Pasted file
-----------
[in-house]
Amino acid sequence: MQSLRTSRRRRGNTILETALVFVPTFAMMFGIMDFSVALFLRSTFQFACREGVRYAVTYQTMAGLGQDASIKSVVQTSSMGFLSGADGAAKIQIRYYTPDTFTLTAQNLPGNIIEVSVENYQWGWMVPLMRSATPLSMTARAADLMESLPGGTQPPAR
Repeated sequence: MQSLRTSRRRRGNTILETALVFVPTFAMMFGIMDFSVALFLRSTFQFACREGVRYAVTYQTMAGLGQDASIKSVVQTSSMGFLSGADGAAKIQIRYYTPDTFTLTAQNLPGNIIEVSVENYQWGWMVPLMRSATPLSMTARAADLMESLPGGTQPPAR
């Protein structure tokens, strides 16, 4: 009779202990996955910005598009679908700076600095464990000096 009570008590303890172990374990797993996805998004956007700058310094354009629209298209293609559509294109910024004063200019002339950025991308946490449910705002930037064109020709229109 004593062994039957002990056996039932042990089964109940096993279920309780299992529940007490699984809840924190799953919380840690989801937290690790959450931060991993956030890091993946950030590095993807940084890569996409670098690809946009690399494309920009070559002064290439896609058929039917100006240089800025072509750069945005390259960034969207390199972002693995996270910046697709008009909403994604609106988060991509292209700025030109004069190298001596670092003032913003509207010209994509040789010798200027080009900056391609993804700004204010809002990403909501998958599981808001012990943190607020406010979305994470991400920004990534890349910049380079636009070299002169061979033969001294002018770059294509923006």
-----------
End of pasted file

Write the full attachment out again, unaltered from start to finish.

[in-house]
Amino acid sequence: MQSLRTSRRRRGNTILETALVFVPTFAMMFGIMDFSVALFLRSTFQFACREGVRYAVTYQTMAGLGQDASIKSVVQTSSMGFLSGADGAAKIQIRYYTPDTFTLTAQNLPGNIIEVSVENYQWGWMVPLMRSATPLSMTARAADLMESLPGGTQPPAR
Repeated sequence: MQSLRTSRRRRGNTILETALVFVPTFAMMFGIMDFSVALFLRSTFQFACREGVRYAVTYQTMAGLGQDASIKSVVQTSSMGFLSGADGAAKIQIRYYTPDTFTLTAQNLPGNIIEVSVENYQWGWMVPLMRSATPLSMTARAADLMESLPGGTQPPAR
């Protein structure tokens, strides 16, 4: 009779202990996955910005598009679908700076600095464990000096 009570008590303890172990374990797993996805998004956007700058310094354009629209298209293609559509294109910024004063200019002339950025991308946490449910705002930037064109020709229109 004593062994039957002990056996039932042990089964109940096993279920309780299992529940007490699984809840924190799953919380840690989801937290690790959450931060991993956030890091993946950030590095993807940084890569996409670098690809946009690399494309920009070559002064290439896609058929039917100006240089800025072509750069945005390259960034969207390199972002693995996270910046697709008009909403994604609106988060991509292209700025030109004069190298001596670092003032913003509207010209994509040789010798200027080009900056391609993804700004204010809002990403909501998958599981808001012990943190607020406010979305994470991400920004990534890349910049380079636009070299002169061979033969001294002018770059294509923006």